The workshop also opened my eyes to the fact that being homeless could happen to anyone. As of January 2014 there were 3,533 homeless in Calgary, but most go to school or to work and come back to the shelter at the end of their work or school day. Some stats: 82% are homeless for less than 30 days, 15% are episodic (short but repeated stays at a shelter over a period of 5 years or longer) and only 2% are chronically homeless (but use 35% of all available beds) and 30% to 35% of the homeless likely suffered trauma as a child or suffer from a mental illness. Some of us when we think of the homeless most likely picture the 2%, but the stats really humanize the stereotype that some people have.

Vicky - Various charitable and government agencies have been making great effort on uniting their services to provide a social support system for vulnerable population in the city. However, there are still gaps in general public’s understanding on what particular service each agency provides, the limits on services offered and inappropriate referral between agencies, and the dilemma of meeting vulnerable people’s short-term and long-term needs.

What I learned on the tour of the Drop In Centre that I didn’t expect to learn.

Umair- Your instinct may be to try and help someone by solving their problem but sometimes just listening can be very helpful!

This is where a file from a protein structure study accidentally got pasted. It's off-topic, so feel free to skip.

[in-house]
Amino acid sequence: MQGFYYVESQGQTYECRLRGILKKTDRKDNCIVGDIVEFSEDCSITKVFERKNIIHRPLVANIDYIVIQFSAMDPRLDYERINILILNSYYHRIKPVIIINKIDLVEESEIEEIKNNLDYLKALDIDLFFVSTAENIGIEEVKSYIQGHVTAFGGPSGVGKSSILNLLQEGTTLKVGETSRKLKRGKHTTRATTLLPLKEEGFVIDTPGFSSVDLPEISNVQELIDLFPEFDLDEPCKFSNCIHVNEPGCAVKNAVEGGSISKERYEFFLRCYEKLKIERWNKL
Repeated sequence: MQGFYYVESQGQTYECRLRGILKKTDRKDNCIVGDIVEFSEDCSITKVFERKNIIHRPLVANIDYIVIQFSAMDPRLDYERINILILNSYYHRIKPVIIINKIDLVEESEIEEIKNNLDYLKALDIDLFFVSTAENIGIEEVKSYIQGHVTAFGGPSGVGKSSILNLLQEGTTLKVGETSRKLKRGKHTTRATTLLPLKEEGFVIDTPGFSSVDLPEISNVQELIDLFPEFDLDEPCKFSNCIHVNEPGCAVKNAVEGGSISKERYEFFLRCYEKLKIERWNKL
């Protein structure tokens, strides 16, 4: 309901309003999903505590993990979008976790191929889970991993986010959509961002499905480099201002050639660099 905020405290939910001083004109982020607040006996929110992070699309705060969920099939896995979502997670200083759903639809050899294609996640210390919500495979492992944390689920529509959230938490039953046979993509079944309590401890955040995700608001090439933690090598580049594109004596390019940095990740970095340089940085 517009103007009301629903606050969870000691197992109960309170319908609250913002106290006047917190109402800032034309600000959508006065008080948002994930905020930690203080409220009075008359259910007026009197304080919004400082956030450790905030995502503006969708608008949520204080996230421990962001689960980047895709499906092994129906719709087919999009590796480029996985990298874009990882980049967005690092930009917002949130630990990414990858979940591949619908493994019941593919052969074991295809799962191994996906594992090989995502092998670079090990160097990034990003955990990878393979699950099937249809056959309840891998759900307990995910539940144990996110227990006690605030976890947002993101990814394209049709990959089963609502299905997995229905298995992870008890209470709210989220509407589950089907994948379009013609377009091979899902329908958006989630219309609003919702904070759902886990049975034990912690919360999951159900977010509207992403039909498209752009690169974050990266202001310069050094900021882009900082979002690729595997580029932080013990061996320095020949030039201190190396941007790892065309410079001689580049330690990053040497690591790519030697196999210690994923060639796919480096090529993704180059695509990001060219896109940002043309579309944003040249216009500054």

Chris Dumont- The drop-in centre in Calgary is the largest in Canada. The size and scope of the facility and how structured it all is was very eye opening. For example, each floor has its own purpose. It’s all arranged in a way to help make the maximum impact for the most people providing support in a number of different ways from overnight stays from the cold and providing meals to helping those get back on their feet with their own personal space while they find work.

Vicky - Services at the Drop In Centre are very disciplined to be highly-functioning due to the large volume of clients. Individuals who cannot make it to the DI during scheduled time for meal service or acceptance for staying overnight will have to starve or sleep on the street. It’s not always the individual’s choice to be late for services, e.g. the individual has to work late.

Ways I’m hoping to help the Drop In Centre / homeless population as a community member.

Umair- Donate men’s clothing! Most of the homeless population are men however most of the clothing donations come from women. I’ve got 2 bags of clothes and 2 pairs of shoes ready to donate!

Sonika - It was great to hear about the Downtown Outreach Addictions Program (DOAP) team. The DOAP team assists vulnerable individuals in the community to get to a safe place. It’s a great alternative to calling 911 for someone who is intoxicated in the community and can help transport those under the influence to addiction treatment.

Chris Dumont- Also to donate the clothes I no longer use. The drop in centre is in high demand for men’s clothes since the majority users of their facility are men

Vicky - Less judgement and more respect next time I engage with a vulnerable person.

Ways I’m hoping to help the Drop In Centre / homeless population in Calgary as a part of Global Shapers.

Chris Dumont- I’d like to organize a group volunteering session with Global Shapers for the drop in centre so we can see first hand the impact we’re having on the community

Vicky - Utilizing the Global Shapers’ vast network to bridge the gaps in general public’s understanding of different services offered by each agency.